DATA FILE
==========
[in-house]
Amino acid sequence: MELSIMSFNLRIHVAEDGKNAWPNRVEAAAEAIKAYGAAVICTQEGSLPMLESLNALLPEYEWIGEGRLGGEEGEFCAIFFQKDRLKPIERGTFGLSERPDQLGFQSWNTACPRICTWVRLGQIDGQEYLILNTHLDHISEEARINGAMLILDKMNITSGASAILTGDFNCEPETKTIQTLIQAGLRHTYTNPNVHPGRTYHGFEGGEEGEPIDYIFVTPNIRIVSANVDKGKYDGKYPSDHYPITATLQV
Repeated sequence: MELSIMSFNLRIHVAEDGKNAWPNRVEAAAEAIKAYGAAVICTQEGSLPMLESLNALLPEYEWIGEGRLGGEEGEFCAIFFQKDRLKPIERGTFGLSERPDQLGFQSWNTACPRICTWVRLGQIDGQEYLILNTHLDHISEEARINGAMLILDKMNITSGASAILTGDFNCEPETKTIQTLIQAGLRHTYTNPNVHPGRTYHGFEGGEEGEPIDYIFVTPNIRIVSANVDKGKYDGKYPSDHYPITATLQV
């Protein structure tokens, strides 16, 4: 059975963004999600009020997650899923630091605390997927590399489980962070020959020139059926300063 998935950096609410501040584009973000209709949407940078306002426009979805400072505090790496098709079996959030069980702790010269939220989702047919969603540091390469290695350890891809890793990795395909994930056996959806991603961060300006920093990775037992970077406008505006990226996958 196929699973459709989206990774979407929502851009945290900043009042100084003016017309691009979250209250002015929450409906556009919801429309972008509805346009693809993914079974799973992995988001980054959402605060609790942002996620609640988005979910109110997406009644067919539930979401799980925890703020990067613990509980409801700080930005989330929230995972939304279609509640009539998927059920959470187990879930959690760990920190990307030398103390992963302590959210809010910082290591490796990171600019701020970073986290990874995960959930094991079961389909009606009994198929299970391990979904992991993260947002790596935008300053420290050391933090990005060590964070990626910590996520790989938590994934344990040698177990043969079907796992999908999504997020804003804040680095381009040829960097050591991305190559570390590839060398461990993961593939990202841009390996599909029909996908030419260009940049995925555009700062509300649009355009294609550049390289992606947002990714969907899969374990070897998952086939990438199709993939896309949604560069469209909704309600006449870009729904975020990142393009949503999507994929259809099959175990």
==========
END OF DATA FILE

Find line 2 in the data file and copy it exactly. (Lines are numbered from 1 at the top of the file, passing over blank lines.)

Amino acid sequence: MELSIMSFNLRIHVAEDGKNAWPNRVEAAAEAIKAYGAAVICTQEGSLPMLESLNALLPEYEWIGEGRLGGEEGEFCAIFFQKDRLKPIERGTFGLSERPDQLGFQSWNTACPRICTWVRLGQIDGQEYLILNTHLDHISEEARINGAMLILDKMNITSGASAILTGDFNCEPETKTIQTLIQAGLRHTYTNPNVHPGRTYHGFEGGEEGEPIDYIFVTPNIRIVSANVDKGKYDGKYPSDHYPITATLQV